You could just try reusing the old o-ring. Unless it was damaged it should work fine. The new ones are difficult to install, but that is to make sure there is a good seal. Which ever one you use a little vasoline on the o-ring and assembly help things along.

philip_g
July 4th, 2006, 10:34
Yep, RTV is great against oil, but gasoline or turpentine will break it right down. If you read the tube before you used it, you'd know that ;)

Lube up the rubber O-ring really good with some silicon lube and install the pump. It can be a PITA, but it's easier with the tank out of the car. Get it lined up, then use a hammer and brass punch to spin it home.

Actually the words on the tube say "resists gasoline".

8Mud
July 4th, 2006, 11:31
While I am a staunch advocate of Vaseline for many applications, including fuel tank o-rings, battery terminals, bulb sockets and other things, I should point out that it is still a petroleum product, and thus itwill rot true natural rubber such as that used in brake parts.
When I was writing that, I was thinking about a "V" belt I once coated in vasiline for storage (packed in a plastic sack and tied shut) and when I unpacked it years later, it looked pretty sorry. I really should have said rarley reacts with with most materials.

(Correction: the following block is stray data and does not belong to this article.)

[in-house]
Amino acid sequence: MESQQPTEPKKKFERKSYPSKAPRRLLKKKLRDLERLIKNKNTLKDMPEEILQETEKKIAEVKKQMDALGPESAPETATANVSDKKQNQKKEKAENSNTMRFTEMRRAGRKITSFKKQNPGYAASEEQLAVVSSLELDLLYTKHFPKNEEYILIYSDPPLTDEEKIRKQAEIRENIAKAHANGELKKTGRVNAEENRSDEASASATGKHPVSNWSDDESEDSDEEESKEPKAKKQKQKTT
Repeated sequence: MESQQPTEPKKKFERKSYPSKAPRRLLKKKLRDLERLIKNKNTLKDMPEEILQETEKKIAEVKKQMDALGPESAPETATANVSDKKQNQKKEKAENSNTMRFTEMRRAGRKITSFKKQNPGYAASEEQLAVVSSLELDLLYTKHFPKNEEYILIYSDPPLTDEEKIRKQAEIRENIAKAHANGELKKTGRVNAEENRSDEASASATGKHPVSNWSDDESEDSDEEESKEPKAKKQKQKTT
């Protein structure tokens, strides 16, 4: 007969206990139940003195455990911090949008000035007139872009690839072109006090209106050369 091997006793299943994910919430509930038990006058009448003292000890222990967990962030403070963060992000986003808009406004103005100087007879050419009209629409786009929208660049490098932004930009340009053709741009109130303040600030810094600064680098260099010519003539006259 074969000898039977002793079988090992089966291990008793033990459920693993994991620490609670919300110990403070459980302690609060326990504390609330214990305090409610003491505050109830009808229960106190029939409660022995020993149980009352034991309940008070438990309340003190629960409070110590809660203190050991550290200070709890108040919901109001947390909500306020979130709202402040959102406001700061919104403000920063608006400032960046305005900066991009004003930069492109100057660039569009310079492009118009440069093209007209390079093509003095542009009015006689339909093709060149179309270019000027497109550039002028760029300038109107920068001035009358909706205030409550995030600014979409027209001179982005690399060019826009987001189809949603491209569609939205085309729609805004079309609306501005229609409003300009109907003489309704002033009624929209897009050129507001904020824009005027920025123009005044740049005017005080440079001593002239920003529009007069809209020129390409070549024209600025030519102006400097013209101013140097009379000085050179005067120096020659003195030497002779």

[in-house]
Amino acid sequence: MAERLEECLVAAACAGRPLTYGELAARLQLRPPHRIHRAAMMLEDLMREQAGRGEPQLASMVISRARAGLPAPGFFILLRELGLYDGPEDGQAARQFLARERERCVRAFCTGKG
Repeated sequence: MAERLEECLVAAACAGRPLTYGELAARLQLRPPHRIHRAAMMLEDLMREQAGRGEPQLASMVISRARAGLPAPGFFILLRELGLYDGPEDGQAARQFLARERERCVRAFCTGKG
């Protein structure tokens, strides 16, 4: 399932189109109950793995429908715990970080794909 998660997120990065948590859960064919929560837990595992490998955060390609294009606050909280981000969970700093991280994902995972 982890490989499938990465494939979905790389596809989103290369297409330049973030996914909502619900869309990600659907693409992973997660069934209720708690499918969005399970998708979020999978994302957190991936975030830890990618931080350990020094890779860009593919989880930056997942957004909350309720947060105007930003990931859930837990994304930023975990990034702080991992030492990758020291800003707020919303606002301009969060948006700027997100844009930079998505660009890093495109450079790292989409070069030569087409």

Brake rubber is probably another. Though I have had good results using vaseline on door seals and other things.
I'll amend my statement to read, reacts with few materials.:)
I've had a lot more trouble with various silcons and teflon products. I've always suspected it was the solvents and not the silicon or teflon that actually caused the problems. Finding a brand of spray silicon lubricant that is largely safe for most materials is easier than it used to be, but I'm leary of changing brands or experimenting too much.
Loc Tite makes some stuff called Leak Loc, that once it sets up, is impervious to most solvents and can really hold some pressure (450 PSI +/-). The only trouble with the stuff, is it's likely on there forever.

philip_g
July 6th, 2006, 12:19
if you're doing a pump soon do yourself a favor and get the NAPA locking ring. It's less than $6, it's at least twice as thick as the stock, and the locking wings are already ramped so it's an easier start.

dirtymuddog
July 19th, 2006, 01:44
guess i got lucky with my 88, i didnt have to drop the tank, but it was a pain to get back on, i just used the old ring in there, it was in good shape and the ring that came with the new pump was too big.